says his lawyers are still fighting in the courts to have the matter
resolved but they have since suffered a reversal, with the High Court being
forced into a virtual u-turn on the matter. The Reserve Bank owned company
continues to mine gold in Kwekwe, despite the lease with Johns' company
having expired in February this year. Not only that - they still owe him
over a US$1 million in unpaid rentals, which they are trying to avoid paying
by keeping him out of the country.
It is this sort of thuggery that has thrust Gono into the limelight. Dozens
of businessmen were forced into exile after he began what he termed a clean
up operation in the banking sector. Most were accused of 'externalizing'
foreign currency and arrested by police at Gono's instigation. Former Guruve
North MP David Butau was one of those implicated by Gono and was forced to
flee to the UK for sanctuary. When he came back into the country last month
he was acquitted by the courts. Butau had previously tried to get parliament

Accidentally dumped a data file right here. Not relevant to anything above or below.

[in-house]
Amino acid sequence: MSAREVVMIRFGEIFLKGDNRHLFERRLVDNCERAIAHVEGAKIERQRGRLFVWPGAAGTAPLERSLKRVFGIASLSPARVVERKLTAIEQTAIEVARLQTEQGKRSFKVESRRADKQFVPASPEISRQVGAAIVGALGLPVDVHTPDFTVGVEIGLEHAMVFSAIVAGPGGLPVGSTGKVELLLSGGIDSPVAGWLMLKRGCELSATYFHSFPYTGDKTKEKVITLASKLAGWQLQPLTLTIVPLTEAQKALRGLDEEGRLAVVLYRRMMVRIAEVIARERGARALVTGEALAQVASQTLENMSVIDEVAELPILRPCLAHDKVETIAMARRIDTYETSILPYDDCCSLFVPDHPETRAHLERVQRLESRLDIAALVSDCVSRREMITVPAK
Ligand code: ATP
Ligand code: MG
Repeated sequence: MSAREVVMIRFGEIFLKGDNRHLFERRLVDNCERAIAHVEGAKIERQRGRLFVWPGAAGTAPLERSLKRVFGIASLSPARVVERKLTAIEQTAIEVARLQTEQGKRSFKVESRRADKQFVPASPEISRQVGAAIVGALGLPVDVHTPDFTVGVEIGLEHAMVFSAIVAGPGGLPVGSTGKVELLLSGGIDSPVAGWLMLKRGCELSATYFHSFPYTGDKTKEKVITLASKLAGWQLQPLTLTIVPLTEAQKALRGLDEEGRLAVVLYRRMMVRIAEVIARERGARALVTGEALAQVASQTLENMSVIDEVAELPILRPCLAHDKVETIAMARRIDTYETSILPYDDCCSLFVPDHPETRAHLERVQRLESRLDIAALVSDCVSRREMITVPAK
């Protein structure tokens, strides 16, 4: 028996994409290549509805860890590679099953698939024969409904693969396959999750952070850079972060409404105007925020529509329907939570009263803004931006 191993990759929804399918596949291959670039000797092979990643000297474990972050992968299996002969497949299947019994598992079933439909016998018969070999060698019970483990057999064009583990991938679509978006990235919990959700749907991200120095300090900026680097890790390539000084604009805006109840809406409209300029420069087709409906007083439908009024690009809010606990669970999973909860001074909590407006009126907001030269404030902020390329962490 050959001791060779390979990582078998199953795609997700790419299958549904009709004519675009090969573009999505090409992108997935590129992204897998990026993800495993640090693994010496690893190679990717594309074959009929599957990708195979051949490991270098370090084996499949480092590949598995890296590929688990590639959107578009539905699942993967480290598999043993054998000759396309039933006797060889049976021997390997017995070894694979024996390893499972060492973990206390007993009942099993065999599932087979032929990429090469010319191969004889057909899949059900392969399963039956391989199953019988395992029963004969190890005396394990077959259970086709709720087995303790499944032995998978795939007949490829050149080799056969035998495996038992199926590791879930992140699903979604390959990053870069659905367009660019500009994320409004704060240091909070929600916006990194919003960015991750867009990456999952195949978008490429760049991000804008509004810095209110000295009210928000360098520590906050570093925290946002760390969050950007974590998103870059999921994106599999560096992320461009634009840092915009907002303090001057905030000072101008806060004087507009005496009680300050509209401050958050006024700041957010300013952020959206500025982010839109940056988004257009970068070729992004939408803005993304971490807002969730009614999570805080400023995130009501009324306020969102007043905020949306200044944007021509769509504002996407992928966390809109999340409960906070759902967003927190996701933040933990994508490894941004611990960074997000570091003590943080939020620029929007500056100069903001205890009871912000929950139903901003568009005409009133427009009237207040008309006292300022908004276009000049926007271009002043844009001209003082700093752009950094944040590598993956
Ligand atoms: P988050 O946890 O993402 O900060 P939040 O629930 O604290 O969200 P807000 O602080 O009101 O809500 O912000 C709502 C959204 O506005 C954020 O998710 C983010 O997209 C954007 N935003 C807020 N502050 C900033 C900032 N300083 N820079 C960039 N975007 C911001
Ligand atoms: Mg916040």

to investigate Gono's conduct at the RBZ and paid heavily for this move.
Finance Minister Tendai Biti is also trying to get Gono probed, but the ZANU
PF machine, backed by senior army officers, is blocking this.
HARARE, June 4 2009 - The talks between Mugabe and Mswati might
undercut Tsvangirai's bid to get the Southern Africa Development Community
(SADC) to intervene in the deadlock over the appointment of Reserve Bank
governor Gideon Gono and attorney-general Johannes Tomana, who are Mugabe
Tsvangirai, through his Movement for Democratic Change (MDC) party,
wrote last week to President Jacob Zuma , who is the Sadc chairman, urging